Meaning, Importance and Basic Concept Of Economics

Reading Time: 5 minutes

Last Updated on November 23, 2020 by admin


Economics has many definitions. The reason is that Economists see the subject from different points of view.

Adam Smith: He is regarded as the father of Economics because he laid the foundation of Economics as a discipline/subject. In his book titled “The wealth of nations” written in 1776, he defined Economics as “an inquiry into the nature and causes of the wealth of Nations”.

Other notable Economics are Alfred Marshall (1890), John Stuart Mill (1843); Professor Alfred Pigou; Lord Keynes, H.J. Davenport; Professor Paul Samuelson, Professor Sam Aluko of Nigeria, Professor Lionel Robbins etc.

Economics has many definitions. The most widely accepted definition is given by Professor Lionel Robbins which says “Economics is a social science which studies human behaviour as a relationship between ends and scare means which have alternative uses”. His definition is widely accredited because it embraces the following terms:

  1. Economics is a Social Science because it deals with human behaviour and the activities of the people in the society.

  2. Ends: These are needs which are desired by the consumer to give satisfaction. Examples are cares, clothes, foodstuffs, handsets, books etc.

  3. Scarce means: These are resources which are scare relative to the demand for them.

  4. Alternative uses: The scarce resources can be put to so many uses. For example land can be used for farming or construction of houses, factories.


Economics covers the actions and activities of individual, households and firms (microeconomics); and the actions and activities of the government (macroeconomics)in relation to production, distribution, consumption, money and exchange of goods and services.


We study economics for the following reasons

Allocation of resources:

  1. It enables the individuals, households, firms, and the government to know how limited resources can be used effectively and efficiently.

  2. Reduction of resource wastage: Economics helps to reduce wastage in resource allocation. Economic decision-makers channel their resource to areas where they are mostly needed.

  3. Solution to basic economic problems: the study of Economics provides students with basic skills for analyzing economic problems

  4. Technique of reasoning and critical thinking: Economics teaches the techniques of reasoning and power of critical thinking.

  5. Provision of basic tools for analysis: Economics equips the economic agents with the tools of economic analysis to understand and solve current issues and economic problems confronting the society e.g. oil glut, oil spillage, oil theft, unemployment etc.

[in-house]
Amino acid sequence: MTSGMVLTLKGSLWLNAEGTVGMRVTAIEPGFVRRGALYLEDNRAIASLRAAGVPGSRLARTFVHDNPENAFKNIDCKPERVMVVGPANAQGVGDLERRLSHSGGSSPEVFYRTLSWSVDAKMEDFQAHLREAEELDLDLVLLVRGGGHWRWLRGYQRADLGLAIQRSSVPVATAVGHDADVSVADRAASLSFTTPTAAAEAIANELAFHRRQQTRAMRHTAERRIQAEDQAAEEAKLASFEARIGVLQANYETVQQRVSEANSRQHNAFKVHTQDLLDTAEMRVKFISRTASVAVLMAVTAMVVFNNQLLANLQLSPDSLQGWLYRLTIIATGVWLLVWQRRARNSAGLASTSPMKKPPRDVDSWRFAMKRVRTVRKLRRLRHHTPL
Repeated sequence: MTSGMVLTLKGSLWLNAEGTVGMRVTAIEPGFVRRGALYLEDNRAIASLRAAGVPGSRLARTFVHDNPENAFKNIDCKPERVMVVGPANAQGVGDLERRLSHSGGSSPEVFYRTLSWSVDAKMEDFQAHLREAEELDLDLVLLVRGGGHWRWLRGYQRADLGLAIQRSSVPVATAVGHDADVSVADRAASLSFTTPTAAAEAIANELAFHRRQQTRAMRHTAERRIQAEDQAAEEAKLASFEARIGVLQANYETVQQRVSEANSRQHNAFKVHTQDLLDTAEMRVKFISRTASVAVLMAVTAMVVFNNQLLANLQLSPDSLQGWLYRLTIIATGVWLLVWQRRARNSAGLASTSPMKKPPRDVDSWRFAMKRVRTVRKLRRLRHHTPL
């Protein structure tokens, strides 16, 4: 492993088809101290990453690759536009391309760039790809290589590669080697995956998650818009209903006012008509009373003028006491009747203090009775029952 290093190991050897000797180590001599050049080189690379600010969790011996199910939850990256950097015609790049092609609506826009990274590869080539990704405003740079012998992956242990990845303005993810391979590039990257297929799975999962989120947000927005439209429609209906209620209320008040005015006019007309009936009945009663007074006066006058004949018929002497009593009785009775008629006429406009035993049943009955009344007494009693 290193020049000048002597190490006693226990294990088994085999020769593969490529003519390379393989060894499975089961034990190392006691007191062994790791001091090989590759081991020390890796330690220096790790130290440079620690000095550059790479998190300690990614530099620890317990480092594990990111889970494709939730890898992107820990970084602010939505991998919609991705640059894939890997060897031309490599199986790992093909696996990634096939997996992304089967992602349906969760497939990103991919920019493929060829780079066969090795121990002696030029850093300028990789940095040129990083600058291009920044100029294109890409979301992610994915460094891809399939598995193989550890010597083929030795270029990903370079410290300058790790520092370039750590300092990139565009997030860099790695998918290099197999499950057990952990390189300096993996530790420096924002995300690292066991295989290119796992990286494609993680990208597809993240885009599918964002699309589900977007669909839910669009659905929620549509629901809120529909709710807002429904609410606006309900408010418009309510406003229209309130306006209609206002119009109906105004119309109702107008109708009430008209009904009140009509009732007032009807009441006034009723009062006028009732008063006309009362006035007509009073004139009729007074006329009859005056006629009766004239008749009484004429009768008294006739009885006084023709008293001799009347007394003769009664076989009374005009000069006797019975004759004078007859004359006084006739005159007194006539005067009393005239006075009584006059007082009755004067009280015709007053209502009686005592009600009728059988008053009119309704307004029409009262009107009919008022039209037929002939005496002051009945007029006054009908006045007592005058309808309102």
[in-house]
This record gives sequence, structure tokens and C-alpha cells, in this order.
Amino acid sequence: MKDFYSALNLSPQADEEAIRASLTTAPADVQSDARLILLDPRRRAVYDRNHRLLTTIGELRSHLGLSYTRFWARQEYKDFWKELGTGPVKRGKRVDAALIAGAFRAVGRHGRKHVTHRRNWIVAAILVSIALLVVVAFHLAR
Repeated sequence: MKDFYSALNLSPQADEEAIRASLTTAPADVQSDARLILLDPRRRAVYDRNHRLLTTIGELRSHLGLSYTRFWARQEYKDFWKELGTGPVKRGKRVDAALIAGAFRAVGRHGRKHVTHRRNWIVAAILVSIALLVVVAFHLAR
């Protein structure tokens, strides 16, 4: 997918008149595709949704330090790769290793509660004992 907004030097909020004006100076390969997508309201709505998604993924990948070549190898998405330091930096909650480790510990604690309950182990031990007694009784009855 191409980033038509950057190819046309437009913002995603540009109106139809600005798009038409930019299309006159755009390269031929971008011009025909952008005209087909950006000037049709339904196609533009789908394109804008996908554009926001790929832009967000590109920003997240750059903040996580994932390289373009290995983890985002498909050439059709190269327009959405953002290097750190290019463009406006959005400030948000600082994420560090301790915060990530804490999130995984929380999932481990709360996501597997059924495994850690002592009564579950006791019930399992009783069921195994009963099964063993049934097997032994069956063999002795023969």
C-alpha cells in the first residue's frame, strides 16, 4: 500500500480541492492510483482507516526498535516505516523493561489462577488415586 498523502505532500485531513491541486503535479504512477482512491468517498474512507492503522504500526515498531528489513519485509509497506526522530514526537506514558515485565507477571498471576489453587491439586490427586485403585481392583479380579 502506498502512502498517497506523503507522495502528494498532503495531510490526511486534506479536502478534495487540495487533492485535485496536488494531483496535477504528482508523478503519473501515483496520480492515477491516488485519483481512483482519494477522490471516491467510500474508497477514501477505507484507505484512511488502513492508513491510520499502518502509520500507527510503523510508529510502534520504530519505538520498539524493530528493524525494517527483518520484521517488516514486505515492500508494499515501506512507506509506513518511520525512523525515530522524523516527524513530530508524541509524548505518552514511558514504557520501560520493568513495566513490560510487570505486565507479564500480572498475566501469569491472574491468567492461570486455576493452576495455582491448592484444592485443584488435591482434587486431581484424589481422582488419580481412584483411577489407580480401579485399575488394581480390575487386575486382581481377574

6. Rational decision-making; economics enables individuals, and other economic agencies to be rational or reasonable in the application of scare resources to satisfy unlimited wants. A normal individual takes decisions in the most acceptable and beneficial ways.

  7. Helps government economic policies and development: economics helps us to weigh the economic policies of the government, determine their advantages and disadvantages and offer the right suggestions on the way forward e.g. problem of unemployment, ‘white-elephant’ projects, inflation, budget etc.


Economics is not a physical, pure or natural science subject like Physics, Chemistry or Biology because its experiments are not carried out with chemicals in the laboratory or with plants in the farm. Rather, its scientific nature stems from the fact that Economics has laws; and again its theories and principles are analyzed based on scientific techniques, like observation, selection and classification of data, analysis and generalization; just like the pure sciences. Its theories and principles can be verified with facts and figures.

In the strict sense of the word, Economics is a Social Science. This is because it studies human behaviour, which though cannot be tested in laboratory setting, but can be observed and tested by applying them to real life situation.



a .Wants
c.Scale of Preference
d. Choice
e.Opportunity Cost


  1. WANTS

Wants may be defined as mere desire, needs, wishes or ends of human beings not backed by ability to pay. The basic needs of man are food, shelter and clothing. Human wants are many and insatiable but the resources to satisfy them are scarce and limited. Examples of wants are houses, cars, shoes, air-conditioner, books, hand-sets, computers properties etc.